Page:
The letters of our thoughts are the ideas present in our mind before they come to realization . . . Thoughts that are, yet not felt . . . The words of the subconscious . . . of the soul . . .


Tuesday, November 30, 2010

Matisyahu - Missing the Point of Chanukah

Matisyahu came out with his new Chanukah song/Music video.

To be frank - I found it somewhat disturbing. The song itself is somewhat uninspired. It feels over produced and lacks the raw energy of Matisyahu's original offerings.
More upsetting, however, are the visuals that accompany the song.
A skating Matis, accompanied by two kids, bumps into a man dressed in the red hat of the Holiday Season™

The two are taken back to Ancient Israel to relive the Chanukah story.
And there it all falls apart.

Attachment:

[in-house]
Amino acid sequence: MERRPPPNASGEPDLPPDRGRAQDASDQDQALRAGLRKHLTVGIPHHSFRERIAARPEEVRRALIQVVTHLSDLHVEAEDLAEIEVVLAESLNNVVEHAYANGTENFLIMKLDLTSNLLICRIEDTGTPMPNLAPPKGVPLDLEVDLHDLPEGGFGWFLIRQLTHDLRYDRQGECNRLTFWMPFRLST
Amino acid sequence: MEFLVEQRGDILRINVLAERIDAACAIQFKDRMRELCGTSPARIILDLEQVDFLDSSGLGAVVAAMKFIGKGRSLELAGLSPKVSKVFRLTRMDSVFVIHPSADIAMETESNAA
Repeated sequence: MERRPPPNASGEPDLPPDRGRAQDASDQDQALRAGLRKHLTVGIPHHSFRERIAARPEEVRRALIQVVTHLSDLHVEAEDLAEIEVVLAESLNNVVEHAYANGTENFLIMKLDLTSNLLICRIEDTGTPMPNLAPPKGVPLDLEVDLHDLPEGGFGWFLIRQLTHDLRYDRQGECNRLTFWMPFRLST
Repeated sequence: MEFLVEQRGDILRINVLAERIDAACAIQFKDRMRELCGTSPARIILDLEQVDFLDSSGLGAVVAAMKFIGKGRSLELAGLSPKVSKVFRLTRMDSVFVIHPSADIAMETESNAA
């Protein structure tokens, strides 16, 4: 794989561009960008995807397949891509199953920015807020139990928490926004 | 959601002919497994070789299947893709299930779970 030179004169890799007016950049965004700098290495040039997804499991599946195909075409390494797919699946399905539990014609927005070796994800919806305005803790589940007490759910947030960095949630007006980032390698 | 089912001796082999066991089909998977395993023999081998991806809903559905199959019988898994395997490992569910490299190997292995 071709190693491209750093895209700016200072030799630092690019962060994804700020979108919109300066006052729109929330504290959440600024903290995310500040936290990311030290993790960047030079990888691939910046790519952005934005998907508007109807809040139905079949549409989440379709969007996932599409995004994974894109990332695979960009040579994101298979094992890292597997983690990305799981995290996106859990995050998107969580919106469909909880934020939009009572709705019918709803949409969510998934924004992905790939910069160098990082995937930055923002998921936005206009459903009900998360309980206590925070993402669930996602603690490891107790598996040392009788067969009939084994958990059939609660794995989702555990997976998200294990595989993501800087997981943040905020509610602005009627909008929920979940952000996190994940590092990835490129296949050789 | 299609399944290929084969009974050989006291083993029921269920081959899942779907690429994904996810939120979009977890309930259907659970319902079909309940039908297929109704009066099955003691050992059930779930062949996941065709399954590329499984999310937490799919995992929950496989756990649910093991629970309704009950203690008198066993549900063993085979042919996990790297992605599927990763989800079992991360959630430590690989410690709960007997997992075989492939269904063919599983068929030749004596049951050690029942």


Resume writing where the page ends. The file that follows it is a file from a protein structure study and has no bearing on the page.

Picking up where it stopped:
The imagery is entirely derivative of Modern day consumerist Xmas. The Jerusalem of my mind doesn't have the pine tries and snow of Rankin/Bass holiday specials.
Soon a captured Matisyahu, himself now dressed like old S. Nich is held imprisoned by a nutcracker. Before escaping he exchanges tinsel covered presents with his Maccabee friend.

Before the Kitschy video ends, Matisyahu dances around a menorah with the Greek, Maccabbee, a Lubavitcher (a certain friend of mine) and others.
Coming to, he wishes the viewers a "Happy Holidays."

I would venture to say that the one redeeming merit of the whole video is that Matisyahu and the other performers seem to be having a blast . . . The best to you my friends.

However, perhaps even more disturbing then this video sell-out to seasonal consumerism is an essay penned by Matisyahu and posted on NPR's website.

In short he wonders why there's such a disparity in numbers between Chanukah songs and their non-Jewish equivalent.